Cartels are created out of the desire of the members. Each member provides ideas for cartels based on desires and working projects that have come out of their own intensive analysis. The cartel offers the first opportunity to take the refined symptom or phantasy of intensive analysis out into extension in the social and symbolic field.
a. Declared Cartel
Any three or more (Analysand, Research, or Analyst) Members may form and declare a Cartel with a chosen +1 and/or request a +1.
b. Posed Cartel
Any 1-2 Members may pose a Cartel and request other participants and +1s.
c. Cartel Vectorization Assemblage
Cartel Vectorization Assemblage is offered in the Fall when Members are invited to submit 1-3 topics for a Cartel after which they will be Assembled together based on this desire. Members are then free to exit or enter within the first meetings of preliminary sessions.
Work done in cartels leads to the further extensional step of providing demonstrations for the larger social field of the school in route to the public at large. In producing a demonstration one takes the position of the analysand but in a refined – or ethical – way. One takes responsibility for transmitting from one’s symptom something useful or desirable to the Other. It is a pragmatic, aesthetic, ethical paradigm.
Core Seminar Demonstration
The core seminar is an ongoing demonstration at the foundation of the school that continues to engage in current and future crucial topics of analysis clinical and theoretical.
Member Seminar Demonstrations
Members are invited to give their own ongoing seminar demonstration when they feel prepared to do so. This contributes to their training and transmission as a part of their Pass(age) and/or application to become Analyst Members.
Demonstrations from outside the membership of the school are invited and given on a one-time basis for consideration of the school in order to engage further in extension with the collective of analytic work being done in the public.
Curriculum demonstrations are recorded and entered into the official archive and library of the school.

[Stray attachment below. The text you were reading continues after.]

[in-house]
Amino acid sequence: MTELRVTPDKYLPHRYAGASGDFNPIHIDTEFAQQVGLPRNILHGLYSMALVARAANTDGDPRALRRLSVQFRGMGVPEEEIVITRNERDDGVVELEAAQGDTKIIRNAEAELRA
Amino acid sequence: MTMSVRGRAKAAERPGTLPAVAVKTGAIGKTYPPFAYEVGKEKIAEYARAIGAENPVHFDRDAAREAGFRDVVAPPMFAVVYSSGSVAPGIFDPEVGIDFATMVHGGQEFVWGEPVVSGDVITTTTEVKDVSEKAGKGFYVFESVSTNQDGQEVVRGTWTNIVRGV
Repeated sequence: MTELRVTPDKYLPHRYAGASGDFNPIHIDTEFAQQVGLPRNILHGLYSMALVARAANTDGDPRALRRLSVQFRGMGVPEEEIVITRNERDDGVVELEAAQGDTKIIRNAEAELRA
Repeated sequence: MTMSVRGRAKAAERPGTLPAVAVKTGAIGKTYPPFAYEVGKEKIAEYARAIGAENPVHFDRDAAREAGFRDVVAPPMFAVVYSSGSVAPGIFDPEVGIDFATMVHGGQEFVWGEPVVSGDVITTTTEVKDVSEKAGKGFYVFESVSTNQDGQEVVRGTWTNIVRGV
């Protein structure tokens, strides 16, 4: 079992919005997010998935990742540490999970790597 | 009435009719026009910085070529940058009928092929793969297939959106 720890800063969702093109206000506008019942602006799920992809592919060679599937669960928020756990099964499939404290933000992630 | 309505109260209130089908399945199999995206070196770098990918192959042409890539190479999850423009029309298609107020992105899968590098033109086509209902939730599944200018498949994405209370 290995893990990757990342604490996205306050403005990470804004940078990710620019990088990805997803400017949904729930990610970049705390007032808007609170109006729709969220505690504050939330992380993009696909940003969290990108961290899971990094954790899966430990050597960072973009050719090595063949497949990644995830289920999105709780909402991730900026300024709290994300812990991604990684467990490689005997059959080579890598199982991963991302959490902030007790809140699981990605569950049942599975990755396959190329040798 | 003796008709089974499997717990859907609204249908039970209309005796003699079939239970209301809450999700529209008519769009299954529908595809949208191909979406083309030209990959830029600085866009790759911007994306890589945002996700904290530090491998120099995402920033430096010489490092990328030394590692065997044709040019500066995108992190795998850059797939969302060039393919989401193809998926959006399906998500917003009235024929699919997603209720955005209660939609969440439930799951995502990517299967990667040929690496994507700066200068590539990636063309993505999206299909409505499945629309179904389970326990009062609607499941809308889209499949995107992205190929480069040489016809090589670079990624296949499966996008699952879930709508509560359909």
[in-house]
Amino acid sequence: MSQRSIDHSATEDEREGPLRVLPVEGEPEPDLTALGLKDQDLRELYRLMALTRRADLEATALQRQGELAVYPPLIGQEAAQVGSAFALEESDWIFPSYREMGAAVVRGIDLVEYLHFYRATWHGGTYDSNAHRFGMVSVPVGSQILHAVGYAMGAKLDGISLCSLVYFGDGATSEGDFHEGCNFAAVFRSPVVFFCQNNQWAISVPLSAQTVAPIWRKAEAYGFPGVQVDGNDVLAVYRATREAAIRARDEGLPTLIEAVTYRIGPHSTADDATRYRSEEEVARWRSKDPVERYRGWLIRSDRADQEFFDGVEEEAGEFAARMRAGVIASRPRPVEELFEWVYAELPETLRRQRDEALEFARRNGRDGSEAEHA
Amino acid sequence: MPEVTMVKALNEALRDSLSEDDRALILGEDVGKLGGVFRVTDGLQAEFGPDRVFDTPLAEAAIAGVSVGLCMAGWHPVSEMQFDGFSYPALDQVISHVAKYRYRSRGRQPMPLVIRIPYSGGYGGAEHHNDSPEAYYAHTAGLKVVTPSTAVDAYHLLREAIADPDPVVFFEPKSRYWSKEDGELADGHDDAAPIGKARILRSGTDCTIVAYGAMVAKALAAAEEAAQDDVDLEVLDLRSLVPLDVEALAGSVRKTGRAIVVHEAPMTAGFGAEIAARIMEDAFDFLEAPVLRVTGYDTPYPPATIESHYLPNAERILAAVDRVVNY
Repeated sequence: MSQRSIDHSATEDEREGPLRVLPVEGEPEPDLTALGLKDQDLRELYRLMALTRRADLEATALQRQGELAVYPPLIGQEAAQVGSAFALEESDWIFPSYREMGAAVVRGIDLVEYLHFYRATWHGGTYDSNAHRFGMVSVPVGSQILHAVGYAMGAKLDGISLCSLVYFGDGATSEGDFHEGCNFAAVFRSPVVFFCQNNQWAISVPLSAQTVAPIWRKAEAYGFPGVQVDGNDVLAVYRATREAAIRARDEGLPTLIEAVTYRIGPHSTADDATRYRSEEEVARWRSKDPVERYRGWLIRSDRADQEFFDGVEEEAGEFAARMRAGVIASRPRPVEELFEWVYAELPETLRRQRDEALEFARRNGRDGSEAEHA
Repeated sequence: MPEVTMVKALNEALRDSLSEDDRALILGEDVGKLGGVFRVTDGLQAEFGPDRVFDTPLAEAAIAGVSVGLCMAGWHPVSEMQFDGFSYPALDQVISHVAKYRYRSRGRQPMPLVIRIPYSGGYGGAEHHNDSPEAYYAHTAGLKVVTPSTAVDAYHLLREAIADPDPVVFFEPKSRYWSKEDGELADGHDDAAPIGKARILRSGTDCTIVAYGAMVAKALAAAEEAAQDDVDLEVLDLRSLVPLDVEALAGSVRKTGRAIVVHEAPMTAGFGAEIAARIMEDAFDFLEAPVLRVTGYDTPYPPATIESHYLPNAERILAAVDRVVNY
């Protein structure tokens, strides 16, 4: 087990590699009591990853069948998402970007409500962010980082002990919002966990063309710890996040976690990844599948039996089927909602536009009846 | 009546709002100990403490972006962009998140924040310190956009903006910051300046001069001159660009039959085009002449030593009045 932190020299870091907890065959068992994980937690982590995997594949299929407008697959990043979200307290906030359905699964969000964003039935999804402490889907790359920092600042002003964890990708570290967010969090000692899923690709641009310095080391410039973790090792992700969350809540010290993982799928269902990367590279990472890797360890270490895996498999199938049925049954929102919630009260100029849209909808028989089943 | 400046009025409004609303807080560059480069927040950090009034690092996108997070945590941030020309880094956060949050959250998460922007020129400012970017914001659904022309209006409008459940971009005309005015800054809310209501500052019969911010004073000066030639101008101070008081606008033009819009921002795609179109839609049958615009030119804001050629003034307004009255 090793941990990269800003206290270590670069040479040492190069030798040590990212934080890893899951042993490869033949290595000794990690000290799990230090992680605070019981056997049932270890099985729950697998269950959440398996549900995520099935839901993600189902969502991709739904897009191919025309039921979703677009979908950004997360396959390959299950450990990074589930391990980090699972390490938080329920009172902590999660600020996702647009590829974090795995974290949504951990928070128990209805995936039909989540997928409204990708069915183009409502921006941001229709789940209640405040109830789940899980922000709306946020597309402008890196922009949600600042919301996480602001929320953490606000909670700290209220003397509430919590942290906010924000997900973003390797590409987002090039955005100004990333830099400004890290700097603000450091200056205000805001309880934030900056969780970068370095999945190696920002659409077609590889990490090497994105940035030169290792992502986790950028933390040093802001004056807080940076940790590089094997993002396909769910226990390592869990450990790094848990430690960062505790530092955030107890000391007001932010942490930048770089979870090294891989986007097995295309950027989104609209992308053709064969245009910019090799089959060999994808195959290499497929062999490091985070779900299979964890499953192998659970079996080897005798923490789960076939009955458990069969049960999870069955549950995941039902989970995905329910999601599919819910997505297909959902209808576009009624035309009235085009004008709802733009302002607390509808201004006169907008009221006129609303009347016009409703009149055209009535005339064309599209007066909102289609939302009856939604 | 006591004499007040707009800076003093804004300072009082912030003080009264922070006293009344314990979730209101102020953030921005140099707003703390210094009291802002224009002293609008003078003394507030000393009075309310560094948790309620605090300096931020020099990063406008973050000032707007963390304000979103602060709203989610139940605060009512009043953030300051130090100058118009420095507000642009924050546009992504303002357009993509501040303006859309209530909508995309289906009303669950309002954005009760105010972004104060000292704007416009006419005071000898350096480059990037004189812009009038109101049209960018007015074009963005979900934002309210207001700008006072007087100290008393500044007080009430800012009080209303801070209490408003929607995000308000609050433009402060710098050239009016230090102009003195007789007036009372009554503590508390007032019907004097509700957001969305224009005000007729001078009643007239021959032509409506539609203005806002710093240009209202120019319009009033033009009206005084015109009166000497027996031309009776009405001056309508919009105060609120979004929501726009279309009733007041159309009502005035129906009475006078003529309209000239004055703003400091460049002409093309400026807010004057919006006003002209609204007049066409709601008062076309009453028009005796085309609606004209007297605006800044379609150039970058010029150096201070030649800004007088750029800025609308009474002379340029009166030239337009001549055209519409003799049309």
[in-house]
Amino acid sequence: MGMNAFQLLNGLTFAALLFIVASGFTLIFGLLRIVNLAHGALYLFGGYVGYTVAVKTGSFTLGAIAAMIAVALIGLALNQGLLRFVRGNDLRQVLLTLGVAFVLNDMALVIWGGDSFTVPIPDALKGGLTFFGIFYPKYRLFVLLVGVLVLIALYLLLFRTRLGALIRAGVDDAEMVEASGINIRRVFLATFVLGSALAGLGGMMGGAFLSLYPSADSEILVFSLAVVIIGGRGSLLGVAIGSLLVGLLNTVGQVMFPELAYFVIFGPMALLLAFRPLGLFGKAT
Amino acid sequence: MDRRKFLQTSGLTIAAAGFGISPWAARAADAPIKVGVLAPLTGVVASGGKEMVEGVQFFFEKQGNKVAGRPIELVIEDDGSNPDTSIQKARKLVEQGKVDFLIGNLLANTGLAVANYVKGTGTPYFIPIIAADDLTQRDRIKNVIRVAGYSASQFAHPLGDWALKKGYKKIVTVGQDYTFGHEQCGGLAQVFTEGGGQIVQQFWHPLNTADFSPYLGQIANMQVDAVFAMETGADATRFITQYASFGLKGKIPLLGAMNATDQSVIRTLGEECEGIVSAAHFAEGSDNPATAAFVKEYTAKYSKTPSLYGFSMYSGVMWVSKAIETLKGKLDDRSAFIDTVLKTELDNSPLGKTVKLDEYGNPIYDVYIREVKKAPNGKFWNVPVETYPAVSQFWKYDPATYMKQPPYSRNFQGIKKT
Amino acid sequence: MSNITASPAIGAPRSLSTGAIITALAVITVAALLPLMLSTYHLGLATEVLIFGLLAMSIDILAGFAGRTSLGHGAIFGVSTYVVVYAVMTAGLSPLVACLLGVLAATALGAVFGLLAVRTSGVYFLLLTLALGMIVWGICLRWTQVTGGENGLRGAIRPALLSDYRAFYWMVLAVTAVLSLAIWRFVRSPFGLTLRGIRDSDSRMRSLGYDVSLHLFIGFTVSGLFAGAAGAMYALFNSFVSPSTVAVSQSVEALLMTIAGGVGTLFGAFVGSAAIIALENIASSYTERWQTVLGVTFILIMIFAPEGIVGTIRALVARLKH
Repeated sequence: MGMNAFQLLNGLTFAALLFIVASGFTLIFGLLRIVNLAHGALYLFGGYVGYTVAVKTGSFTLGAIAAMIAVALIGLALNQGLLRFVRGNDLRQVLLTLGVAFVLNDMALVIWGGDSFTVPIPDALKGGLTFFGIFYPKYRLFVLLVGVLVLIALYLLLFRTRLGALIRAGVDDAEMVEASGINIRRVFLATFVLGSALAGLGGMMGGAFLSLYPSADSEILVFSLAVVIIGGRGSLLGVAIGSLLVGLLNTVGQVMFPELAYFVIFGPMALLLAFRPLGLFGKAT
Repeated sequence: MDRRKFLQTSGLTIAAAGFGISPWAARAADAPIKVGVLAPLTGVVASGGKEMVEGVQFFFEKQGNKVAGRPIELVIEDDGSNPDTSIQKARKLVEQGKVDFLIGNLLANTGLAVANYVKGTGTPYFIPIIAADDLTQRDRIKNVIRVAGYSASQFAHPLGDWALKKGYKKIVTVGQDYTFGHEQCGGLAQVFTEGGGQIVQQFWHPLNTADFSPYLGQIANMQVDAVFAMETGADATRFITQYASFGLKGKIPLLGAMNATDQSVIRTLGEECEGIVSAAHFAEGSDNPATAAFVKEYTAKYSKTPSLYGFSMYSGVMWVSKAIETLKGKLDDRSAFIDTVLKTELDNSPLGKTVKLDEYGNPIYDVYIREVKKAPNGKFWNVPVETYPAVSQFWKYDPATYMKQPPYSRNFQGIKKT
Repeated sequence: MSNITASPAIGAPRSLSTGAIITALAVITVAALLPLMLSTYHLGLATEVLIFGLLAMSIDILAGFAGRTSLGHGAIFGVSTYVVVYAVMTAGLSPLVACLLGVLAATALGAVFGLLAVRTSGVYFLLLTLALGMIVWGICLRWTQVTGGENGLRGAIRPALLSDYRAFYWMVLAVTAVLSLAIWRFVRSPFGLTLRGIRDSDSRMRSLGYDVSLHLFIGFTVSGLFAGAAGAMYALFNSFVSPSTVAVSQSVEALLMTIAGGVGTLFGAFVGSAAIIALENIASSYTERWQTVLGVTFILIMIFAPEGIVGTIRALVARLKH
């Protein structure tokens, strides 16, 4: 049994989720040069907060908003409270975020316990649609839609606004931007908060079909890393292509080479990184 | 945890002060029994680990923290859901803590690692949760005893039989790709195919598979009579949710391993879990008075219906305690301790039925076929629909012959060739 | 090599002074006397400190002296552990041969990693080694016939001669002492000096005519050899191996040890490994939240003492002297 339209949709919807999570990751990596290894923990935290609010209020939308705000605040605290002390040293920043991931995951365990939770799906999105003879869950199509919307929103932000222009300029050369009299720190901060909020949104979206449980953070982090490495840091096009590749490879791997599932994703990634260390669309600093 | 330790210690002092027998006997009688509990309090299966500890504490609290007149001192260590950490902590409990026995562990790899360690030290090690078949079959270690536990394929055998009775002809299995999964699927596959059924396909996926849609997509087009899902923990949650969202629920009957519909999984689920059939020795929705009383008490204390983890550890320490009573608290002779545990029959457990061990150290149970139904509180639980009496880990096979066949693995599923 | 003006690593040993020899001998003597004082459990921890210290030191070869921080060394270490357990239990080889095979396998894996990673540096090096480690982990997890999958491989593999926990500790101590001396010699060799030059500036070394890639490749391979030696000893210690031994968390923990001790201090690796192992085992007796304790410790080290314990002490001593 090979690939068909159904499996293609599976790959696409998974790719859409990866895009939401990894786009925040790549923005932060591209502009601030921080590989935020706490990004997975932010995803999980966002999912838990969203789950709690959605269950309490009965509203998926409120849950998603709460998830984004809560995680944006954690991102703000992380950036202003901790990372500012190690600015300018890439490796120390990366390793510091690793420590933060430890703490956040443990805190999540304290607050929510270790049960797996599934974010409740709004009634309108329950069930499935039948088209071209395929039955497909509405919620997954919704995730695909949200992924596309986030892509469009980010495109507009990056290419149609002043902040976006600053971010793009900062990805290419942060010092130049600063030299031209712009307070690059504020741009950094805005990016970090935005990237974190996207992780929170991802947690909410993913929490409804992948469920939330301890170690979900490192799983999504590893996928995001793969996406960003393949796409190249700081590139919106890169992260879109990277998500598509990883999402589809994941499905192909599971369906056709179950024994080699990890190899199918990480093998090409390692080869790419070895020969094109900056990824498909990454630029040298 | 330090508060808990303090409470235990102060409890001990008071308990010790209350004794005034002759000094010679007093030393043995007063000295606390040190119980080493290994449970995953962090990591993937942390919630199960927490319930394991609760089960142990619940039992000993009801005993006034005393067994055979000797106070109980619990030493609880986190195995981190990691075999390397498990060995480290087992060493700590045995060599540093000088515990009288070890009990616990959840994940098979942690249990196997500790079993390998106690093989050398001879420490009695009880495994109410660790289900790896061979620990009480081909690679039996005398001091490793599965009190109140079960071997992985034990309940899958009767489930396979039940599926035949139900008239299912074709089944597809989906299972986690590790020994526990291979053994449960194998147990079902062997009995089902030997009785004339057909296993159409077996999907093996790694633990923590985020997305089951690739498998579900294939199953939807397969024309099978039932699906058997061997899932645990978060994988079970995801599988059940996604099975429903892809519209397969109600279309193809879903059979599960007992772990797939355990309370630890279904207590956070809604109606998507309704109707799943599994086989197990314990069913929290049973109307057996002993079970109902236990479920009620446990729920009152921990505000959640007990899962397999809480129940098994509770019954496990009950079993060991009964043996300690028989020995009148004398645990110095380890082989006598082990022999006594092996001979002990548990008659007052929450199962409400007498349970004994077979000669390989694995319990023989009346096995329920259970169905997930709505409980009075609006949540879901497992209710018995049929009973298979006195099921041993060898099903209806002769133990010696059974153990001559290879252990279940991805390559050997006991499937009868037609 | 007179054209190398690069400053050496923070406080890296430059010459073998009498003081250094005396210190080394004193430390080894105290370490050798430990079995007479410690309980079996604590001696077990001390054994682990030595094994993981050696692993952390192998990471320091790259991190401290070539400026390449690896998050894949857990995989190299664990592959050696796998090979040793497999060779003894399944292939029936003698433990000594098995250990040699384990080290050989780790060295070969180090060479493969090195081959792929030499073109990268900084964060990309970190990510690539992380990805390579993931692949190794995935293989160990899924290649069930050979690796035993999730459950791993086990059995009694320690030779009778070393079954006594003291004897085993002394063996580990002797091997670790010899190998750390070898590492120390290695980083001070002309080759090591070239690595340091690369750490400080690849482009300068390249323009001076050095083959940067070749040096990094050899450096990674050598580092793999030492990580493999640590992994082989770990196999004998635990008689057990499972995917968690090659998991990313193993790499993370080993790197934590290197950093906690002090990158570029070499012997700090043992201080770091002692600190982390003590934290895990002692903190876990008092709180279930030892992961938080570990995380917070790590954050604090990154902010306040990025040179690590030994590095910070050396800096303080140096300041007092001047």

The purpose of the Pass(age) is to evolve the original purpose of the Pass procedure developed at Lacan’s Freudian School based on research conducted there and in other analytic schools. The purpose of the Pass(age) at Analytica is the transmission and evaluation of the work of the members of the school to the broader public in extension and to promote the elevation of the School to that of a new Institution which replaces the old Gallery, Publisher, Theatre, Laboratory, Court, and Atelier by placing the means of production within the hands of the creators themselves rather than at the place of a Master, University, or Capitalist. The purpose of the Pass(age) – as opposed to in other schools – is not for the promotion of Identity or Grade, but it can be used to pass to the position of Analyst Member of the School. It can be used to supplement the authorization of analysand and analyst but not his authority.
Procedure of the Pass(age):
- Passant requests a Pass
- Passant chooses a Passer (Active Pass) or
- Passant is assigned a Passer (Passive Pass) or
- Passant follows both (Integral Pass)
- Jury of 3 Members is assembled and date is set
- Passant gives Demonstration to Passer(s) one month before the date
- Passer(s) present Demonstration to Jury
- Jury declares Pass/Not with private comments to Passer (and School Archive)
- Passant determines what will be published
- When Pass(age) procedure is stabilized a title inscription may be introduced
4. Assemblage – From Assembly to Schizoanalysis
Schizoanalysis is the process by which a general assembly is made into an assemblage. The assemblage is the co-created and constructed pragmatics of the school – that is the syntax or code of political-economic and technical issues regarding the functioning of the school with reference to the underlying psychoanalytic aspects of the institution and collective membership.
B. Core Curriculum
The core curriculum provides the archive and library of historical, mythical, epistemological, and academic content and practice of psychoanalysis and related material.
The school operates on the basis of a collective autopoiesis. All material produced is absorbed and received by the members who in turn produce new material for the school and membership. Thus the school incorporates the clinic, gallery, publisher, and other modes of production in its functioning.
Current Core Curriculum:
The current core curriculum is made up of four modules. Each module is meant to represent a “year” study, although they can be done at any pace, and because of their dense nature should be re-studied and cross-referenced many times. Although they follow in sequential order, the modules may be undertaken in any order or simultaneously.